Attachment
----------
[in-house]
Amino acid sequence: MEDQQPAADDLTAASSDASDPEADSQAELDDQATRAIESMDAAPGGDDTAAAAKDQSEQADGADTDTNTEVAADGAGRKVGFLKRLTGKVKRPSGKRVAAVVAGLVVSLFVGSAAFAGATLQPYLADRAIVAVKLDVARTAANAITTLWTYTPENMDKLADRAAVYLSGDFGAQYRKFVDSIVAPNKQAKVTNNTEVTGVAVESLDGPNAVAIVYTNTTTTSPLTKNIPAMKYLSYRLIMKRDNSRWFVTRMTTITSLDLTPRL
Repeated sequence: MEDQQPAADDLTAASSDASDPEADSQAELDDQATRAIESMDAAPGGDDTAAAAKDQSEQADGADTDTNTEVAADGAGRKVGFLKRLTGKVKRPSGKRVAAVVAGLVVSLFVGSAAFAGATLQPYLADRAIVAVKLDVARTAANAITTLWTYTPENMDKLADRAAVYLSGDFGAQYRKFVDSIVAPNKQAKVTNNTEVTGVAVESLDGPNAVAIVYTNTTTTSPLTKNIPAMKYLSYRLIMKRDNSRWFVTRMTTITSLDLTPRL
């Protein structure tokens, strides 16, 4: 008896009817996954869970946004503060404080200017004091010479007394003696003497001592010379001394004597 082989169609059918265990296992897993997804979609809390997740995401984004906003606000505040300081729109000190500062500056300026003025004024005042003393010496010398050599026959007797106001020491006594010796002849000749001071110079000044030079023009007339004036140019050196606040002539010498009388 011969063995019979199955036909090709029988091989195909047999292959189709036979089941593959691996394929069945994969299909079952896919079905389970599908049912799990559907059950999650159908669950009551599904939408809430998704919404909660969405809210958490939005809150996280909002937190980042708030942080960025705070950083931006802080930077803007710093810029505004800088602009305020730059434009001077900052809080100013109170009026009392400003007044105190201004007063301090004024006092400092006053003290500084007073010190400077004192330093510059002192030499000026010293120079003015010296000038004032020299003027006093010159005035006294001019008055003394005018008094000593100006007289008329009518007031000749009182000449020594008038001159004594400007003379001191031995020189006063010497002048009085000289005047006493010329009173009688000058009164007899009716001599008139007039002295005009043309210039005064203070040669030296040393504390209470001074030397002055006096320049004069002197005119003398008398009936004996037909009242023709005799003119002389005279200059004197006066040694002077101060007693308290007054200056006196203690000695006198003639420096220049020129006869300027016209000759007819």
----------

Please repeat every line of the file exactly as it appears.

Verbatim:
[in-house]
Amino acid sequence: MEDQQPAADDLTAASSDASDPEADSQAELDDQATRAIESMDAAPGGDDTAAAAKDQSEQADGADTDTNTEVAADGAGRKVGFLKRLTGKVKRPSGKRVAAVVAGLVVSLFVGSAAFAGATLQPYLADRAIVAVKLDVARTAANAITTLWTYTPENMDKLADRAAVYLSGDFGAQYRKFVDSIVAPNKQAKVTNNTEVTGVAVESLDGPNAVAIVYTNTTTTSPLTKNIPAMKYLSYRLIMKRDNSRWFVTRMTTITSLDLTPRL
Repeated sequence: MEDQQPAADDLTAASSDASDPEADSQAELDDQATRAIESMDAAPGGDDTAAAAKDQSEQADGADTDTNTEVAADGAGRKVGFLKRLTGKVKRPSGKRVAAVVAGLVVSLFVGSAAFAGATLQPYLADRAIVAVKLDVARTAANAITTLWTYTPENMDKLADRAAVYLSGDFGAQYRKFVDSIVAPNKQAKVTNNTEVTGVAVESLDGPNAVAIVYTNTTTTSPLTKNIPAMKYLSYRLIMKRDNSRWFVTRMTTITSLDLTPRL
């Protein structure tokens, strides 16, 4: 008896009817996954869970946004503060404080200017004091010479007394003696003497001592010379001394004597 082989169609059918265990296992897993997804979609809390997740995401984004906003606000505040300081729109000190500062500056300026003025004024005042003393010496010398050599026959007797106001020491006594010796002849000749001071110079000044030079023009007339004036140019050196606040002539010498009388 011969063995019979199955036909090709029988091989195909047999292959189709036979089941593959691996394929069945994969299909079952896919079905389970599908049912799990559907059950999650159908669950009551599904939408809430998704919404909660969405809210958490939005809150996280909002937190980042708030942080960025705070950083931006802080930077803007710093810029505004800088602009305020730059434009001077900052809080100013109170009026009392400003007044105190201004007063301090004024006092400092006053003290500084007073010190400077004192330093510059002192030499000026010293120079003015010296000038004032020299003027006093010159005035006294001019008055003394005018008094000593100006007289008329009518007031000749009182000449020594008038001159004594400007003379001191031995020189006063010497002048009085000289005047006493010329009173009688000058009164007899009716001599008139007039002295005009043309210039005064203070040669030296040393504390209470001074030397002055006096320049004069002197005119003398008398009936004996037909009242023709005799003119002389005279200059004197006066040694002077101060007693308290007054200056006196203690000695006198003639420096220049020129006869300027016209000759007819």